If your child is a straight size, then you will be able to find clothing for her in most major retailers. If your child is on the large side of straight sizes, you may want to identify retailers that tend to run larger overall, to minimize the pain of not fitting into the largest size in the store. If your child is plus size, then you will likely have more difficulty finding options at your local mall.
It pays to do some scouting in advance to determine whether your retailers carry plus size children’s and plus size junior’s clothing. It’s better not to bring your child on your scouting expeditions, as it will likely be frustrating for both of you, and your child does not need any more external evidence that there is something wrong with her body (she’s likely already facing that every day). We can’t protect our child from constant reminders that her body is not catered to in the fashion world, but we can protect her from unnecessary exposure to the tragedy of this fact.
If your local stores don’t carry an adequate selection of plus sizes, then see below for online shopping suggestions.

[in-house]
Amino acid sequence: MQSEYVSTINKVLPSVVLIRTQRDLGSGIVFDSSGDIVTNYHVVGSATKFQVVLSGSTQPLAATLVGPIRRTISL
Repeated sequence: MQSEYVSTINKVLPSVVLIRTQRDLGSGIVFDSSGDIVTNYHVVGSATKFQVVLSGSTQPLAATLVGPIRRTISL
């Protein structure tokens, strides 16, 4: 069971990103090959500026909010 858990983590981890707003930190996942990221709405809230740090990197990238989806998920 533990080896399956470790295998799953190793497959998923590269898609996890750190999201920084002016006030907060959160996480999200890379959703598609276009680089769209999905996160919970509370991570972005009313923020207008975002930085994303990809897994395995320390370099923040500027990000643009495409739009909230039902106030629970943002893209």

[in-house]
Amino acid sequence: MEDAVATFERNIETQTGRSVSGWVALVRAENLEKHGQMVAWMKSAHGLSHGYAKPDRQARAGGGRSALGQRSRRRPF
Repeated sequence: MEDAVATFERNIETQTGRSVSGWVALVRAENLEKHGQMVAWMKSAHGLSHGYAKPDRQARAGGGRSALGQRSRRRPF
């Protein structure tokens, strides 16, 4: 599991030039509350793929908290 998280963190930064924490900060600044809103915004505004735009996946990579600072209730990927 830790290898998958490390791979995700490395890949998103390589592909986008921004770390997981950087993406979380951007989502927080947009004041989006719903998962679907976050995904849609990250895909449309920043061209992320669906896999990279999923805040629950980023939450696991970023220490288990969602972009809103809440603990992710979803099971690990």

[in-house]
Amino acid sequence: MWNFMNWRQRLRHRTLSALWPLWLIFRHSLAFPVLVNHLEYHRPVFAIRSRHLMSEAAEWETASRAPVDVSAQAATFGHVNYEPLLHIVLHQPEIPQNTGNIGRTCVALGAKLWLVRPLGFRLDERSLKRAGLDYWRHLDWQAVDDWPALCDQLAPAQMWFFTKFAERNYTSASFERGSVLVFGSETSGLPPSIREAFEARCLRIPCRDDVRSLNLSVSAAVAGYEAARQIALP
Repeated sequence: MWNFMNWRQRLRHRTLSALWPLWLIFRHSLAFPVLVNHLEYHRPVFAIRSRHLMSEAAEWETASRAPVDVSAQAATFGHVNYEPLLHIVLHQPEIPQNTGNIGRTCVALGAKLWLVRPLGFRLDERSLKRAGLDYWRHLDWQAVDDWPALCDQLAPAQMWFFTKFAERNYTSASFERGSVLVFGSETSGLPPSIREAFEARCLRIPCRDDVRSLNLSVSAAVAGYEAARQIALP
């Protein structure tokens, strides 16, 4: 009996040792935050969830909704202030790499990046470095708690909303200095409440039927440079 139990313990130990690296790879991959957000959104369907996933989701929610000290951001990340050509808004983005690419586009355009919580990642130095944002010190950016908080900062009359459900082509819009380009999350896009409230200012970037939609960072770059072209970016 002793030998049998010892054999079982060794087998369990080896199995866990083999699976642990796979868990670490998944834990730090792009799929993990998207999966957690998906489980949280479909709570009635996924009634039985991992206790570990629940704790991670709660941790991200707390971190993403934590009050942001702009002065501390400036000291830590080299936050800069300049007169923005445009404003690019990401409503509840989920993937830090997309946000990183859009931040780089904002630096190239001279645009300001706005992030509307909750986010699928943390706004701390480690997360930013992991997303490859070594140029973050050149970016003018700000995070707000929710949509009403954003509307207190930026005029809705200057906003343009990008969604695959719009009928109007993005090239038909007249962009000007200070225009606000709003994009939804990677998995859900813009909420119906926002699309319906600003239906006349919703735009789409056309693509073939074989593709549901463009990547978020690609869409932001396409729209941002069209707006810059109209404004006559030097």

Regardless of size, when shopping for clothes in a retail store, the key is to prepare in advance to “upsize,” especially if your child has recently gained weight or her weight has changed its previous distribution pattern.
When selecting clothing off the rack, select multiple sizes of the same item, including one that you are fairly certain will be too large. Try to avoid selecting anything that you are fairly certain will be too small. Have your child try on the clothes from the largest size to the smallest size. This will help her enjoy whatever size actually fits, instead of starting small and trying to force her body into something uncomfortable or despairing over her body’s size.
Encourage her to ignore the size label while she is trying the clothes on, reminding her that every brand does sizing differently, and it’s important to buy things that fit well, regardless of the size on the label. Be careful to avoid bringing any judgment to the sizing process.